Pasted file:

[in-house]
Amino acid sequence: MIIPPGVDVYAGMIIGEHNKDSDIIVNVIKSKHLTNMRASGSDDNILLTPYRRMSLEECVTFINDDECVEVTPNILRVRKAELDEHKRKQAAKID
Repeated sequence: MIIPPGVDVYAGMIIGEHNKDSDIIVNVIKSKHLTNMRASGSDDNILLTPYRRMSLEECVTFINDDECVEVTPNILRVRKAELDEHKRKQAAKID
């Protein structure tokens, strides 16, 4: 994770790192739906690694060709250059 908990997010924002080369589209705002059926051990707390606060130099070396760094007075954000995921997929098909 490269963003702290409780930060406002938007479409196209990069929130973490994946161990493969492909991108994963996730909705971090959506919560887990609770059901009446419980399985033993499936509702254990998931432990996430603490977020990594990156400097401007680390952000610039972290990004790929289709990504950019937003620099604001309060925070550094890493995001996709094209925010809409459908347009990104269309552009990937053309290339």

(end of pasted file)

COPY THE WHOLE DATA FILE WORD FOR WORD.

[in-house]
Amino acid sequence: MIIPPGVDVYAGMIIGEHNKDSDIIVNVIKSKHLTNMRASGSDDNILLTPYRRMSLEECVTFINDDECVEVTPNILRVRKAELDEHKRKQAAKID
Repeated sequence: MIIPPGVDVYAGMIIGEHNKDSDIIVNVIKSKHLTNMRASGSDDNILLTPYRRMSLEECVTFINDDECVEVTPNILRVRKAELDEHKRKQAAKID
């Protein structure tokens, strides 16, 4: 994770790192739906690694060709250059 908990997010924002080369589209705002059926051990707390606060130099070396760094007075954000995921997929098909 490269963003702290409780930060406002938007479409196209990069929130973490994946161990493969492909991108994963996730909705971090959506919560887990609770059901009446419980399985033993499936509702254990998931432990996430603490977020990594990156400097401007680390952000610039972290990004790929289709990504950019937003620099604001309060925070550094890493995001996709094209925010809409459908347009990104269309552009990937053309290339």